"Do Not Call Register"
that_isridiculous at yahoo.com
Thu May 3 09:17:57 CST 2007
Piers Rowan scribed:
> On the radio this morning was talk of legislation
> for a "Do Not Call
> Register" so that individuals would not receive
> unwanted calls, for
> example telesales calls.
> I am vexed as to why this list of exempt bodies
> includes religious
I can only speak from my experience in the United
States, as to how it operate here, the assumption
being that the aim of this Australian law would
operate in the same manner, which of course could be
It appears that the same problem exists in the U.S. in
which charities are still allowed to solicit
contributions, and religious organizations are able to
inquire about your compliance with their version of
Here in the U.S., the same exemption exists, with the
following provisions as shown here and quoted below:
What is an Exempt Organization?
See DEFINITIONS, for a definition of Exempt
In general, your organization is not required to
access the National Do Not Call Registry, and thus may
access as an Exempt Organization, if one or more of
the following is true:
Your organization is not subject to either the Federal
Trade Commissions or the Federal Communication
Commissions jurisdiction. For example, a non-profit
charitable organization may be an Exempt Organization,
assuming, of course, that it is truly a non-profit.
Entities that have been granted tax exempt status
under the Internal Revenue Code are not necessarily
Exempt Organizations for purposes of the National Do
Not Call Registry. See, e.g., FTC v. National Consumer
Council, Inc., and FTC v. Debt Management Foundation
Services, Inc., at
Your organization does not engage in any
"telemarketing" or telephone solicitation
activities, as defined by the FTC and FCC,
respectively. For example, survey calls and political
polling calls are not covered by the definition of
telemarketing or telephone solicitations. An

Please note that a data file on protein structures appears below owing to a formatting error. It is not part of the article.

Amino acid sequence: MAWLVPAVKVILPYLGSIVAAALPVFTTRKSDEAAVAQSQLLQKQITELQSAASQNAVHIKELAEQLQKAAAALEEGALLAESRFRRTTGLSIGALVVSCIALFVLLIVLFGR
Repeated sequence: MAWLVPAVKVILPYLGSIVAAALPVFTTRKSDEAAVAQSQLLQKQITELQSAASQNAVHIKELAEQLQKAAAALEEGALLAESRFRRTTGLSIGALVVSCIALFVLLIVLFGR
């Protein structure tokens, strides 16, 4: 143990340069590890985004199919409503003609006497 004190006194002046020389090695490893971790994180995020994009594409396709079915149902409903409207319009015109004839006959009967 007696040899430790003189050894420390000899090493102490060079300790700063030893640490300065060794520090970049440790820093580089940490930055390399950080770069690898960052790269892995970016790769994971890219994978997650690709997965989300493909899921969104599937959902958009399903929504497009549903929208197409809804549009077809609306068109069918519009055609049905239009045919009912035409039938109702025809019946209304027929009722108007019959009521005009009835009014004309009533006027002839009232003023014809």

organization that places ONLY these types of calls may
be an Exempt Organization.
Your organization qualifies for one or more of the
specific exemptions contained in the FTC's and FCC's
rules, such as:
you only call to solicit charitable contributions; or
you only call consumers with whom you have an
established business relationship; or
you only call consumers from whom you have received
written permission to call; or
you only make business-to-business calls.
If you are a for-profit telemarketer, you are NOT an
Exempt Organization, even if you call consumers on
behalf of an Exempt Organization, such as a
non-profit. See, e.g., National Federation of The
Blind v. FTC, 420 F.3d 331 (4th Cir. 2005).
Additionally, you must be accessing the National
Registry solely to prevent telephone calls to
telephone numbers on the National Registry.
Whether your organization is exempt is a decision that
requires an understanding of the FTCs and FCCs
requirements, as well as your specific business
practices. Therefore, whether you should subscribe as
an Exempt Organization is a decision you must make. In
making this decision, you may wish to consult with an
If you are not an Exempt Organization and you have
nevertheless subscribed to the Registry as an Exempt
Organization, you may be subject to civil and/or
criminal penalties. If you subscribed as an Exempt
Organization by mistake, and wish to withdraw your
subscription, please contact the HELPDESK.
You may wish to consider the following materials when
deciding whether to subscribe to the National Do Not
Call Registry as an Exempt Organization:
The FTC Act at 15 U.S.C. §§ 41-58 and related case
The Communications Act at 47 U.S.C. §§ 151-757 and
related case law.
The Telephone Consumer Protection Act (TCPA) at 47 USC
§227 and related case law.
The Telemarketing and Consumer Fraud Abuse Prevention
Act at 15 U.S.C. §§ 6101-6108 and related case law.
The Do Not Call Implementation Act at P.L.108-10, 117
Stat. 557, and related case law.
The Telemarketing Sales Rule at 16 C.F.R. § 310 and
related Agency statements and case law.
The FCCs rules implementing the TCPA at 47 C.F.R. §
64.1200 and related Agency statements and case law.
NOTE: You may also want to review the requirements in
those states in which you plan to do business and/or
to which you plan to place calls. Many states prohibit
calls to telephone numbers listed on the National Do
Not Call Registry.
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